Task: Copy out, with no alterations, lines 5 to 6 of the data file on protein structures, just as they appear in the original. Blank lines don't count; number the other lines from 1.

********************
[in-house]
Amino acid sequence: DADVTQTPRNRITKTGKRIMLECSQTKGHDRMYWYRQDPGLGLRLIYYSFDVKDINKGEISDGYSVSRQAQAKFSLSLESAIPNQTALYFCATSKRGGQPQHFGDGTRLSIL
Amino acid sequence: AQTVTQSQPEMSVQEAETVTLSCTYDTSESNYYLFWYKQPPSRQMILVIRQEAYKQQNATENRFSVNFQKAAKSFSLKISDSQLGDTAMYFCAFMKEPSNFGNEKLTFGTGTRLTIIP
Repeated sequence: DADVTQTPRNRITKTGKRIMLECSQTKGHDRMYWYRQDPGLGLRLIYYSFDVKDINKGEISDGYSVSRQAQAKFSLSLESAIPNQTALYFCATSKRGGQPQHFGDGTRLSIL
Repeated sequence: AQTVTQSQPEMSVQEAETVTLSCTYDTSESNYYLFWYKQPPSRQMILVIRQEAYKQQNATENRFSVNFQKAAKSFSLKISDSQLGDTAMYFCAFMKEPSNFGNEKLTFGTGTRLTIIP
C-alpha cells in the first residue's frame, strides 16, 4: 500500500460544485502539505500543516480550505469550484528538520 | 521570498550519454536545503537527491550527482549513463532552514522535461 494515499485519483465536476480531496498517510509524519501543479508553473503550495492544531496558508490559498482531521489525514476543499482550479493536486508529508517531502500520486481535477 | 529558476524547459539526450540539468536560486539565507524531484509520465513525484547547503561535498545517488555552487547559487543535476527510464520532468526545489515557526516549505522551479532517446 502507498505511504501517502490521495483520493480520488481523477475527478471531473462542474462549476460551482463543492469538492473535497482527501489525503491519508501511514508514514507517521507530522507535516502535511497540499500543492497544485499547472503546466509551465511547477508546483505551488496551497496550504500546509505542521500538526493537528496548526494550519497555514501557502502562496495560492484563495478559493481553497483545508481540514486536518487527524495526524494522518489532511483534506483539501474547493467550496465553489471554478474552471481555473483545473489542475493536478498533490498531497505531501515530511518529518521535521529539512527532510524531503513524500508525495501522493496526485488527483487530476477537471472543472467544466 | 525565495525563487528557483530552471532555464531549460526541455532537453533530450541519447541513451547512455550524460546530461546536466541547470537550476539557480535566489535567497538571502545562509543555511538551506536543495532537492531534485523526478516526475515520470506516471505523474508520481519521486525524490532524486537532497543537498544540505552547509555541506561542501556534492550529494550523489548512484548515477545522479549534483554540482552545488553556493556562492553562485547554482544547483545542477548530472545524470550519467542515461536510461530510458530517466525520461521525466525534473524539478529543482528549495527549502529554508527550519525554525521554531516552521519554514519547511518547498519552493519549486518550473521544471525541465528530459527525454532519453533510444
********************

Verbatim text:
Repeated sequence: AQTVTQSQPEMSVQEAETVTLSCTYDTSESNYYLFWYKQPPSRQMILVIRQEAYKQQNATENRFSVNFQKAAKSFSLKISDSQLGDTAMYFCAFMKEPSNFGNEKLTFGTGTRLTIIP
C-alpha cells in the first residue's frame, strides 16, 4: 500500500460544485502539505500543516480550505469550484528538520 | 521570498550519454536545503537527491550527482549513463532552514522535461 494515499485519483465536476480531496498517510509524519501543479508553473503550495492544531496558508490559498482531521489525514476543499482550479493536486508529508517531502500520486481535477 | 529558476524547459539526450540539468536560486539565507524531484509520465513525484547547503561535498545517488555552487547559487543535476527510464520532468526545489515557526516549505522551479532517446 502507498505511504501517502490521495483520493480520488481523477475527478471531473462542474462549476460551482463543492469538492473535497482527501489525503491519508501511514508514514507517521507530522507535516502535511497540499500543492497544485499547472503546466509551465511547477508546483505551488496551497496550504500546509505542521500538526493537528496548526494550519497555514501557502502562496495560492484563495478559493481553497483545508481540514486536518487527524495526524494522518489532511483534506483539501474547493467550496465553489471554478474552471481555473483545473489542475493536478498533490498531497505531501515530511518529518521535521529539512527532510524531503513524500508525495501522493496526485488527483487530476477537471472543472467544466 | 525565495525563487528557483530552471532555464531549460526541455532537453533530450541519447541513451547512455550524460546530461546536466541547470537550476539557480535566489535567497538571502545562509543555511538551506536543495532537492531534485523526478516526475515520470506516471505523474508520481519521486525524490532524486537532497543537498544540505552547509555541506561542501556534492550529494550523489548512484548515477545522479549534483554540482552545488553556493556562492553562485547554482544547483545542477548530472545524470550519467542515461536510461530510458530517466525520461521525466525534473524539478529543482528549495527549502529554508527550519525554525521554531516552521519554514519547511518547498519552493519549486518550473521544471525541465528530459527525454532519453533510444